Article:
Lesson Objectives
  • Demonstrate an understanding of radicals
  • Learn how to solve an equation with radicals
  • Learn how to identify extraneous solutions

How to Solve Equations with Radicals


When we solve equations with radicals, we need a new rule. When both sides of an equation are raised to the same power, all solutions of the original equation are solutions to the new equation. We must be careful here, each solution of the new equation is not necessarily a solution to the original. When working with radical equations, we must always check for extraneous solutions or solutions that do not work in the original equation. To see this in action, let's think about a very simple example.
x = 7
Let's suppose we square both sides of the above equation:
x2 = 49
This new equation has two solutions, x can be 7 or (-7).
(7)2 = 49
(-7)2 = 49
-7 does not work as a solution in our original equation.
-7 = 7 (false)
This is an extraneous solution and occurred from the squaring operation.

Solving Equations with Radicals

  • Isolate one of the radicals
  • Raise both sides of the equation to a power equal to the index of the radical
  • Repeat the previous two steps if necessary
  • Solve the equation
  • Check all solutions in the original equation
Let's look at a few examples.
Example 1: Solve each equation $$\require{color}\sqrt{2x - 7} = 1$$ Step 1) Isolate one of the radicals.
In this case, our radical is already isolated on the left side of the equation. $$\sqrt{2x - 7} = 1$$ Step 2) Raise both sides of the equation to a power equal to the index of the radical.
In this case, we have a square root, this means we want to square both sides of the equation: $$\left(\sqrt{2x - 7}\right)^2 = 1^2$$ $$2x - 7 = 1$$ Step 3) Solve the equation. $$2x - 7 = 1$$ $$2x = 8$$ $$x = 4$$ Step 4) Check all solutions in the original equation. $$\sqrt{2x - 7} = 1$$ $$\sqrt{2(4) - 7} = 1$$ $$\sqrt{8 - 7} = 1$$ $$\sqrt{1} = 1$$ $$1 = 1 \hspace{.2em} \color{green}{✔}$$ Example 2 Solve each equation $$\sqrt{4x + 1} - \sqrt{2x + 4} = 1$$ Step 1) Isolate one of the radicals.
We will isolate the leftmost radical: $$\sqrt{4x + 1} = \sqrt{2x + 4} + 1$$ Step 2) Raise both sides of the equation to a power equal to the index of the radical.
In this case, we have a square root, this means we want to square both sides of the equation. $$\sqrt{4x + 1} = \sqrt{2x + 4} + 1$$ $$\left(\sqrt{4x + 1}\right)^2 = \left(\sqrt{2x + 4} + 1\right)^2$$ $$4x + 1 = 2x + 5 + 2\sqrt{2x + 4}$$ In this case, we still have a radical involved. We will repeat our first two steps.
Step 1) Isolate one of the radicals.
Let's isolate our radical on the right side of the equation: $$4x + 1 = 2x + 5 + 2\sqrt{2x + 4}$$ $$2x - 4 = 2\sqrt{2x + 4}$$ Step 2) Raise both sides of the equation to a power equal to the index of the radical.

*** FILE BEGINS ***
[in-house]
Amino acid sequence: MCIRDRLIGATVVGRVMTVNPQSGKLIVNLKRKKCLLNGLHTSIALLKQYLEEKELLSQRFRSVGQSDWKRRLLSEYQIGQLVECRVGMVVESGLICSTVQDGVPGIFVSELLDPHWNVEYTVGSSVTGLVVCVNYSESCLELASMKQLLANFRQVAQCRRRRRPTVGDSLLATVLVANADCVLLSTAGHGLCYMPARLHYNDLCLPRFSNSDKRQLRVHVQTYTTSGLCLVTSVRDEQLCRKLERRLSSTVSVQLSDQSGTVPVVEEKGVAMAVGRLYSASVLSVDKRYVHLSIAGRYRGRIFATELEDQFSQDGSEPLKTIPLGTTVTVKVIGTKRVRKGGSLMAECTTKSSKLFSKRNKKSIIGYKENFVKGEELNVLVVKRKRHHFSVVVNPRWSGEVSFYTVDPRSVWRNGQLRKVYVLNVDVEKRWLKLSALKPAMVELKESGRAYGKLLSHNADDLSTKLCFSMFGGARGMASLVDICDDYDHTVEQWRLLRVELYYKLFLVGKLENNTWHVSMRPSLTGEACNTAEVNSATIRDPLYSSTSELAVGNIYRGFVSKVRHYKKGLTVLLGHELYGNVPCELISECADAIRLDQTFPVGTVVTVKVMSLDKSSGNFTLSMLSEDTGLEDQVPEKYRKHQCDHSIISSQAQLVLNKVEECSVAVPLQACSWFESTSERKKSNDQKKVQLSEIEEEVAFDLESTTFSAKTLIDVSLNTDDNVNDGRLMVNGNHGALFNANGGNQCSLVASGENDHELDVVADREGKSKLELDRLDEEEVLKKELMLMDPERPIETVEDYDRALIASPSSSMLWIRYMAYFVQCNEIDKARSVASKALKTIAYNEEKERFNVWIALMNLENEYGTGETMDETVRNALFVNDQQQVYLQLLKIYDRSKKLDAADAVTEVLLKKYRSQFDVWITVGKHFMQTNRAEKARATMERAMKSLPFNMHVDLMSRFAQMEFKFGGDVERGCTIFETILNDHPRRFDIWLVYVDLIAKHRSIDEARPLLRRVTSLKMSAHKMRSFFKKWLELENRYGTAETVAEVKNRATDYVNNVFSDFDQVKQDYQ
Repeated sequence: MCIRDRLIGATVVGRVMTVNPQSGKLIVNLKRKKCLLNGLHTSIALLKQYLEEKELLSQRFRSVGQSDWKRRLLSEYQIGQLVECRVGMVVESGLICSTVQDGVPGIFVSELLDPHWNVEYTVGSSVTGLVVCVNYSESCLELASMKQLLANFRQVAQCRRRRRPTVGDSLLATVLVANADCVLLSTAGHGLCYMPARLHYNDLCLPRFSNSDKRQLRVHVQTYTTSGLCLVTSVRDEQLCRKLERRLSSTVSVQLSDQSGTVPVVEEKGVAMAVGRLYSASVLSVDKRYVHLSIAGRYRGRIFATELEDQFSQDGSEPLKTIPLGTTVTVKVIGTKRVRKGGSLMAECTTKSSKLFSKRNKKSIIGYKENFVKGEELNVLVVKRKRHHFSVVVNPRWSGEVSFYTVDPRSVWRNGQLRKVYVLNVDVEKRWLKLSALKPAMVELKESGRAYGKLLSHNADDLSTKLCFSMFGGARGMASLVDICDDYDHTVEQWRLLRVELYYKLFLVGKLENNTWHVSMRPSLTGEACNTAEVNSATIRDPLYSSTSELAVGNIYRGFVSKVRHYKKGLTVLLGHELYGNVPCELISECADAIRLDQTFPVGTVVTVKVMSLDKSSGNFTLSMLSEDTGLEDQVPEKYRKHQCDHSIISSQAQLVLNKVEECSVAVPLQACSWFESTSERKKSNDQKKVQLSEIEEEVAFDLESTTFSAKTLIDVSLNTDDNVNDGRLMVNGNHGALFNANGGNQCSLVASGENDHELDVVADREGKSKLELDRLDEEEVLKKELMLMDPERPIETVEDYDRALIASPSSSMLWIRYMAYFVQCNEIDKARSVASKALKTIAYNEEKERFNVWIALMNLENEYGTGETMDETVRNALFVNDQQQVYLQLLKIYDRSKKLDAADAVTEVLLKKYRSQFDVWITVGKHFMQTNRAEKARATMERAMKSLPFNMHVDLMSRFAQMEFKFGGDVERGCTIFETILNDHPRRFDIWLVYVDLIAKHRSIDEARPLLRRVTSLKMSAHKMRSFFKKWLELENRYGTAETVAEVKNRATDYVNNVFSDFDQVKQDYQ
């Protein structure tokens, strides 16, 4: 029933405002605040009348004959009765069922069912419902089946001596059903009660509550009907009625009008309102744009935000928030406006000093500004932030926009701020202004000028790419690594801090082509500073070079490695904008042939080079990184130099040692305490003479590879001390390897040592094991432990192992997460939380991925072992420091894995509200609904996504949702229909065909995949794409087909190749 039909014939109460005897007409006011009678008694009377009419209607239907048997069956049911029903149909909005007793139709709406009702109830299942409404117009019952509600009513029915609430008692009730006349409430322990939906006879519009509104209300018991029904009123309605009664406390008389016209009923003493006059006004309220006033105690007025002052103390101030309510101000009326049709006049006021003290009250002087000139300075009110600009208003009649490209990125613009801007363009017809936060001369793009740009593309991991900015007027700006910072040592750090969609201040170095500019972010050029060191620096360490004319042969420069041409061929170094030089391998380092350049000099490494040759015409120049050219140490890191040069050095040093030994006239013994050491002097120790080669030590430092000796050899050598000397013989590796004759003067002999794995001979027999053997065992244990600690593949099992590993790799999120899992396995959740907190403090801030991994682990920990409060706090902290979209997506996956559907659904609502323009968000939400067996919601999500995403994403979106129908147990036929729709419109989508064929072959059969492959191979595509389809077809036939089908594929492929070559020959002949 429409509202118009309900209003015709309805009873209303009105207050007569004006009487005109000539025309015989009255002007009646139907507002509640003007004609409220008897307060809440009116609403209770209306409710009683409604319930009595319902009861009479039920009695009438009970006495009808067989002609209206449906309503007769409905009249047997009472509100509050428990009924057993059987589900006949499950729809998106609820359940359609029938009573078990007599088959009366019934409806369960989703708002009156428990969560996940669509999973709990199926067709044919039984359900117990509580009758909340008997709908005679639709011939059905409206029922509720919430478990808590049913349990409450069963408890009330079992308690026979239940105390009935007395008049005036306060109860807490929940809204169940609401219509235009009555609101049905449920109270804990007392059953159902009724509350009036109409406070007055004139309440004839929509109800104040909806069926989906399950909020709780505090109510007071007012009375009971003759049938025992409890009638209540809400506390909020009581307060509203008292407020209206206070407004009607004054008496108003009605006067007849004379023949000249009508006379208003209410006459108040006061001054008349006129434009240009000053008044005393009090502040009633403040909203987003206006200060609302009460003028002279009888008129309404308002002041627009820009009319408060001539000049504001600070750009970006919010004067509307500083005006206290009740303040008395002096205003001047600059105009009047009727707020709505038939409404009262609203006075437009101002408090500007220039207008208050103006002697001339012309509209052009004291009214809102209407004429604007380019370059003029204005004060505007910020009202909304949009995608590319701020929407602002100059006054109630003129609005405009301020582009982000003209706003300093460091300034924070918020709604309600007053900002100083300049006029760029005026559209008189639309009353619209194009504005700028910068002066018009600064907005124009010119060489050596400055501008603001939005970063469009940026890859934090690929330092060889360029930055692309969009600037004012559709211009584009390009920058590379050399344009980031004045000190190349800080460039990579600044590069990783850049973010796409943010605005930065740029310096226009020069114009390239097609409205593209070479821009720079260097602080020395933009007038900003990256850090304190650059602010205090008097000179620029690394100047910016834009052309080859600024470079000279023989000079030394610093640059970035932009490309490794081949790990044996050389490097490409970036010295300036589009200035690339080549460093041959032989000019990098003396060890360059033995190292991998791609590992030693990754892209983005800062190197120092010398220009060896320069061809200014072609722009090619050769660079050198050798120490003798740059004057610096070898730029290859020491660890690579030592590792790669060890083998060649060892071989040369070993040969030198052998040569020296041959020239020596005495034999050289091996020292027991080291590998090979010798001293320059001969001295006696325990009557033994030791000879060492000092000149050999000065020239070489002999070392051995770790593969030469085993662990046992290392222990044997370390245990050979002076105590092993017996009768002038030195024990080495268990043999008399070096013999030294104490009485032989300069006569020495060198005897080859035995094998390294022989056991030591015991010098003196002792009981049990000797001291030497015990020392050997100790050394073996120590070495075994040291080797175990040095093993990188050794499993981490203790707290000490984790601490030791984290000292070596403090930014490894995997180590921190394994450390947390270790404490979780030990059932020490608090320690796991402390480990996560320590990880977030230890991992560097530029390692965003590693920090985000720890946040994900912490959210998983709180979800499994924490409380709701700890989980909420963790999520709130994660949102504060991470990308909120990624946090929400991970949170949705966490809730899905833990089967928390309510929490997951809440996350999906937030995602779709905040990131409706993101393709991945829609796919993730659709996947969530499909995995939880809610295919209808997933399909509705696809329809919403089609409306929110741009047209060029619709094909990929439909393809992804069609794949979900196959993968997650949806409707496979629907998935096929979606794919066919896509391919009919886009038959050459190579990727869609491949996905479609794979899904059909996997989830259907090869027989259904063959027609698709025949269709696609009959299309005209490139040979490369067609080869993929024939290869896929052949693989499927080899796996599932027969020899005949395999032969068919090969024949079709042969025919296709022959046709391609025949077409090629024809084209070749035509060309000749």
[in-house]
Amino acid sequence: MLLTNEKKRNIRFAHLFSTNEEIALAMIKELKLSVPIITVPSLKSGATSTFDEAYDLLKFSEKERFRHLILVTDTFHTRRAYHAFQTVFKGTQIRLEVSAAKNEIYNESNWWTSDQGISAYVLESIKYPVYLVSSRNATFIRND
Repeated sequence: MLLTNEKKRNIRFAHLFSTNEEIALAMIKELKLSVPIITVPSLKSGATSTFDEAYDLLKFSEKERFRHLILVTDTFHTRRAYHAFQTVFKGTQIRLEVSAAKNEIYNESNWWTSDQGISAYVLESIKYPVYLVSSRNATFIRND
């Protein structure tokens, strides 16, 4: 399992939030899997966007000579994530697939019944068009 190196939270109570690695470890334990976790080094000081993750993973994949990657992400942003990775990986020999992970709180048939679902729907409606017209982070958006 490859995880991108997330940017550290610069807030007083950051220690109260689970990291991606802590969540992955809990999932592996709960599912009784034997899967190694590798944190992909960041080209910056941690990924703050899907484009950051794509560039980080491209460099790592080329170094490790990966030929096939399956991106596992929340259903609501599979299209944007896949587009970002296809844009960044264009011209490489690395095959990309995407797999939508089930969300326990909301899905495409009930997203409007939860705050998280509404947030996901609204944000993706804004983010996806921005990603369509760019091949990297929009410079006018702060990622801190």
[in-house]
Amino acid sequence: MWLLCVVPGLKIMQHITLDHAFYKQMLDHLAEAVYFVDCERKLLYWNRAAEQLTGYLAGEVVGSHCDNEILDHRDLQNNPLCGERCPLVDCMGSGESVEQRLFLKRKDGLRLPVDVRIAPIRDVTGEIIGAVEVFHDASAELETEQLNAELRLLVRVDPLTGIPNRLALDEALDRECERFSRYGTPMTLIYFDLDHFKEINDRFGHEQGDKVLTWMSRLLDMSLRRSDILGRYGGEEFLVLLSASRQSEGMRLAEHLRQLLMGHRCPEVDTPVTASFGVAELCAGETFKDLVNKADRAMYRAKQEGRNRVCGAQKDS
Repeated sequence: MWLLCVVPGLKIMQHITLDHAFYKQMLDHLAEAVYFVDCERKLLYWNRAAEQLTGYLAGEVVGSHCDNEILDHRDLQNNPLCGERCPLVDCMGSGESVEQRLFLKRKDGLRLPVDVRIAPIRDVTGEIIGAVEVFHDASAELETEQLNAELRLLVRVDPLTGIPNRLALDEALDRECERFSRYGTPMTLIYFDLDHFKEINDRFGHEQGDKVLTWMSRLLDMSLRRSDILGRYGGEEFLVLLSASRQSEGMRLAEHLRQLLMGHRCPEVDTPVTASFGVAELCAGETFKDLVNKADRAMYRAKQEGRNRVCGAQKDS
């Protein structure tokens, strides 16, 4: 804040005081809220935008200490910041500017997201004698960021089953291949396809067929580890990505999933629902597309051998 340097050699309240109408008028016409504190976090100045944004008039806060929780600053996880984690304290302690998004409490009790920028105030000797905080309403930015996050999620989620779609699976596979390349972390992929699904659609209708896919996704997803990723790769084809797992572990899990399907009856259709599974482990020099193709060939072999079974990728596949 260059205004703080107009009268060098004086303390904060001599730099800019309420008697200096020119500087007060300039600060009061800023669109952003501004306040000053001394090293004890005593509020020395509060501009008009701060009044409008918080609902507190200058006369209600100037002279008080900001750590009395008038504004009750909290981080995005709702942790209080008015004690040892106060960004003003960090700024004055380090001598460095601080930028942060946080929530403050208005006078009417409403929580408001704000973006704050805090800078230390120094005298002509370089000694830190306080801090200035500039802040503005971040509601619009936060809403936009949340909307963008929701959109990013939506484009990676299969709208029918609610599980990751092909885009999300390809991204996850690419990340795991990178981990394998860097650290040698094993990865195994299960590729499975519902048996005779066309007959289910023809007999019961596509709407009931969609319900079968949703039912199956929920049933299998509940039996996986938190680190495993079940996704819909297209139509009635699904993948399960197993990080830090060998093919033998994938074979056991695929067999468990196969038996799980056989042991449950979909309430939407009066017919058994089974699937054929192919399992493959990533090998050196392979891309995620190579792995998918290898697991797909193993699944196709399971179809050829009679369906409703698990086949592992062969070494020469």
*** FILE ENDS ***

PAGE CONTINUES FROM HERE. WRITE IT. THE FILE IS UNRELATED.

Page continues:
In this case, we have a square root, this means we want to square both sides of the equation. $$\left(2x - 4\right)^2 = \left(2\sqrt{2x + 4}\right)^2$$ $$4x^2 - 16x + 16 = 4(2x + 4)$$ $$4x^2 - 16x + 16 = 8x + 16$$ $$4x^2 - 24x = 0$$ Step 3) Solve the equation. $$4x^2 - 24x = 0$$ $$4x(x - 6) = 0$$ $$4x = 0$$ $$x = 0$$ $$x - 6 = 0$$ $$x = 6$$ Step 4) Check all solutions in the original equation.
We have two proposed solutions, x = 6 and x = 0. $$\sqrt{4x + 1} - \sqrt{2x + 4} = 1$$ $$\sqrt{4(0) + 1} - \sqrt{2(0) + 4} = 1$$ $$\sqrt{1} - \sqrt{4} = 1$$ $$1 - 2 = 1$$ $$-1 = 1 \hspace{.2em} \color{red}{✖}$$ $$\sqrt{4x + 1} - \sqrt{2x + 4} = 1$$ $$\sqrt{4(6) + 1} - \sqrt{2(6) + 4} = 1$$ $$\sqrt{24 + 1} - \sqrt{12 + 4} = 1$$ $$\sqrt{25} - \sqrt{16} = 1$$ $$5 - 4 = 1$$ $$1 = 1 \hspace{.2em} \color{green}{✔}$$ Our solution of x = 0 does not work in the original equation, therefore, this is an extraneous solution.
Our only valid solution is x = 6.
Example 3: Solve each equation $$\sqrt[3]{2x - 11} - \sqrt[3]{5x + 1} = 0$$ Step 1) Isolate one of the radicals.
In this case, we will move the rightmost radical to the right side of the equation. This will isolate both radicals. $$\sqrt[3]{2x - 11} = \sqrt[3]{5x + 1}$$ Step 2) Raise both sides of the equation to a power equal to the index of the radical.
In this case, we have a cube root, this means we want to cube both sides of the equation. $$\left(\sqrt[3]{2x - 11}\right)^3 = \left(\sqrt[3]{5x + 1}\right)^3$$ $$2x - 11 = 5x + 1$$ Step 3) Solve the equation. $$2x - 11 = 5x + 1$$ $$-3x = 12$$ $$x = -4$$ Step 4) Check all solutions in the original equation. $$\sqrt[3]{2x - 11} - \sqrt[3]{5x + 1} = 0$$ $$\sqrt[3]{2(-4) - 11} - \sqrt[3]{5(-4) + 1} = 0$$ $$\sqrt[3]{-19} - \sqrt[3]{-19} = 0$$ $$0 = 0 \hspace{.2em} \color{green}{✔}$$